When Tampa Bay Buccaneers offensive lineman Robert Hainsey decided to train for eight weeks in Arizona this offseason with former Buccaneers assistant A.Q. Shipley, he thought he was working to compete for the left guard spot—which at the time was the only hole on the Tampa Bay offensive line.
Just a couple days into training camp, everything changed.
Center Ryan Jensen suffered a severe knee injury—one that could keep him out for the season, though the team is still waiting for definitive results that will tell them for sure. It left a gaping hole this time, not just on the line but for the whole offense. And suddenly, all eyes were on Hainsey.
“Last time you saw me I was in a completely different mindset,” Hainsey said on Monday, referring to the two days I spent with him and Shipley, learning the ins and outs of Hainsey’s training regimen. “But, you know, move on, roll with the punches and kind of be ready for whatever. You saw what I was doing out there. I’m ready. I’m prepared. I’m confident in my abilities.”
Hainsey spent his rookie season last year learning the center spot. Shipley was on staff then and became almost his personal coach. Who better to learn from than a guy who played 12 years in the league at the position, after all? A right tackle at Notre Dame, Hainsey first tried out the center role at the 2021 Senior Bowl. He held up and Tampa Bay drafted him to potentially be Jensen’s successor… they just didn’t realize it would end up happening so soon.
“I just felt so terrible for Ryan because I know what it’s like to have [a bad] injury like that,” Hainsey said. “Everything he’s done for the team, it’s hard to watch a guy like that go down. He’s the catalyst. He’s ‘that guy’. He’s that tough S.O.B. that’s going to get up every time and so when he can’t get up, you’re like, man, this hurts. But after that, it’s like alright, here we go.”
Hainsey suffered a season-ending leg injury in 2019 while a member of the Fighting Irish. He bounced back to have a phenomenal 2020 season and was drafted by the Buccaneers the following spring in the third round.
“Just from what I remember being the injured guy, things move on quick. And you’re like, that kind of hurts. I know he probably feels that way. But he knows how much I can use him and how much help he is to me. So, I just tried to pick his brain as much as I can whenever I can.”
Jensen has been around throughout the last week. He can be seen with the offensive line tooling around in a golf cart—a trait usually reserved for Bruce Arians himself (who is still on staff in Tampa). But whether it’s after individual drills or at the Buccaneers’ first preseason game, Hainsey is never far away. Every few reps in practice, he’ll go over to Jensen and they’ll talk over his technique and discuss ways to improve.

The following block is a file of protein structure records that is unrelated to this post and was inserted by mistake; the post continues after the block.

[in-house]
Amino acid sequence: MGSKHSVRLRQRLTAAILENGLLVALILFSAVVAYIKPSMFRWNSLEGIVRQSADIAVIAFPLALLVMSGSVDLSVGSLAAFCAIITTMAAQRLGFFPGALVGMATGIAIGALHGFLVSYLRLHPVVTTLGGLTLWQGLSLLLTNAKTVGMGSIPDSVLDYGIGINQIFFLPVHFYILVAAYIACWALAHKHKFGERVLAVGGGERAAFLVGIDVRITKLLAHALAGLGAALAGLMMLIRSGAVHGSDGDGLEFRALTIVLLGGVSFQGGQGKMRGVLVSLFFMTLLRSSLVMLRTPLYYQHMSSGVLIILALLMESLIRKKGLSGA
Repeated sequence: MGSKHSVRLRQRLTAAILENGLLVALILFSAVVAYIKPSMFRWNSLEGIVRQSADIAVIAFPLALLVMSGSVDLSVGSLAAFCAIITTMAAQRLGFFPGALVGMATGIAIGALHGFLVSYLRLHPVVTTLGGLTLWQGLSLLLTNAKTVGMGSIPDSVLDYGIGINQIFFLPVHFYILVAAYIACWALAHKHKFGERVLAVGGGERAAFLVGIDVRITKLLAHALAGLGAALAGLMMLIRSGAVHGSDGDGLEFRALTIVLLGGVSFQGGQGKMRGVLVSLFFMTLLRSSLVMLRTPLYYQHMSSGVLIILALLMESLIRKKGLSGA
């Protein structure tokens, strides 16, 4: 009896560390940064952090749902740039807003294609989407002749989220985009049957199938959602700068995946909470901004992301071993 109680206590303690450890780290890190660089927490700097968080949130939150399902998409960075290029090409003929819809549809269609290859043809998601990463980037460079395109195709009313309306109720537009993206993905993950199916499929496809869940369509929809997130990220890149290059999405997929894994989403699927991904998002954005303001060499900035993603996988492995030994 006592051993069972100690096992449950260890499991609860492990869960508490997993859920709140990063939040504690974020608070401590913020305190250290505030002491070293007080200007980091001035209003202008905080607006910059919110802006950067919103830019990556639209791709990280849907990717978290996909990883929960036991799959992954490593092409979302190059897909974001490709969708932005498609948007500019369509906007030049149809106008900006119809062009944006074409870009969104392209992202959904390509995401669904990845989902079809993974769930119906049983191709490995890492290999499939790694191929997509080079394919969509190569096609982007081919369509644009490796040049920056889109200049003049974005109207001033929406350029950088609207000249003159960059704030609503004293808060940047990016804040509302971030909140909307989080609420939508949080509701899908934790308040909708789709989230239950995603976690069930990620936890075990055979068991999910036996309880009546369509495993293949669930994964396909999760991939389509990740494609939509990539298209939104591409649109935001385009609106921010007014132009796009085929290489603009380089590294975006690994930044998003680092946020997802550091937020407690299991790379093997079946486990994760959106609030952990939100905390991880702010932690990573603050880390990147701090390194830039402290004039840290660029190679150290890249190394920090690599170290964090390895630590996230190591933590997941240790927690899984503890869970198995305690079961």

“He’s really involved,” Hainsey said of Jensen. “Anything he sees, he’s going to tell me. He told me he’d be out here like A.Q. [Shipley] would be for me, being his eyes and ears. So, I know that anything he says it’s going to give me an advantage if I use it.”
After seeing the training Hainsey put in, and undoubtedly getting the reports from Shipley, the Buccaneers placed their confidence in their second-year player immediately. While many were calling for a veteran center to be brought in during Jensen’s absence, Tampa Bay stood pat. They have faith in Hainsey and it’s only grown as the preseason has gone on.
“It means a lot,” Hainsey said of that faith. “I think I did a lot to put myself in a position to be ready when I was needed. So, it’s gratifying in that sense. But like Tom said, ‘You got to earn it every day.’ Nothing’s promised and I have to go out there with the intent to get better and do everything I can to help the Bucs. And keep doing those things that I’ve always done that got me to this point.”
Those things are an unrelenting work ethic that left Hainsey devoid of even a vacation this offseason. He is that committed and that focused. His processing ability is that of a league veteran already. He understands exactly what he has to do and how he has to do it. Now just comes comfortability.
Hainsey has worked tirelessly (and voluntarily) on his technique on the interior—making sure his pad level is low enough, understanding his foot placement, his hands, how to maintain leverage inside and how to recognize and anticipate what’s coming from defenders. You have to think a lot more on the interior—most of all at center. And oh, by the way, he has to do this while under a microscope after being thrust into the national conversation because of who he’s protecting.
Tom Brady is his quarterback now.
“I’ve gotten to know him,” Hainsey said of Brady. “Last year, obviously, we didn’t interact a ton but he liked to poke fun at me and I got used to that. I was able to take it in stride and give it back to him a little bit. We’re in a good spot and I think he trusts me. Everything he says is gold to my ears. Whatever he wants, I’m going to do my best to deliver. And like I said, whatever we can do to help the Bucs.”
The real question is though—does he have the towel folding/baby powder technique Brady asks of his centers down?
“By now I do.”
And if he has that down, Hainsey is ready for anything. The Buccaneers know that—and now the rest of the NFL world will, too.
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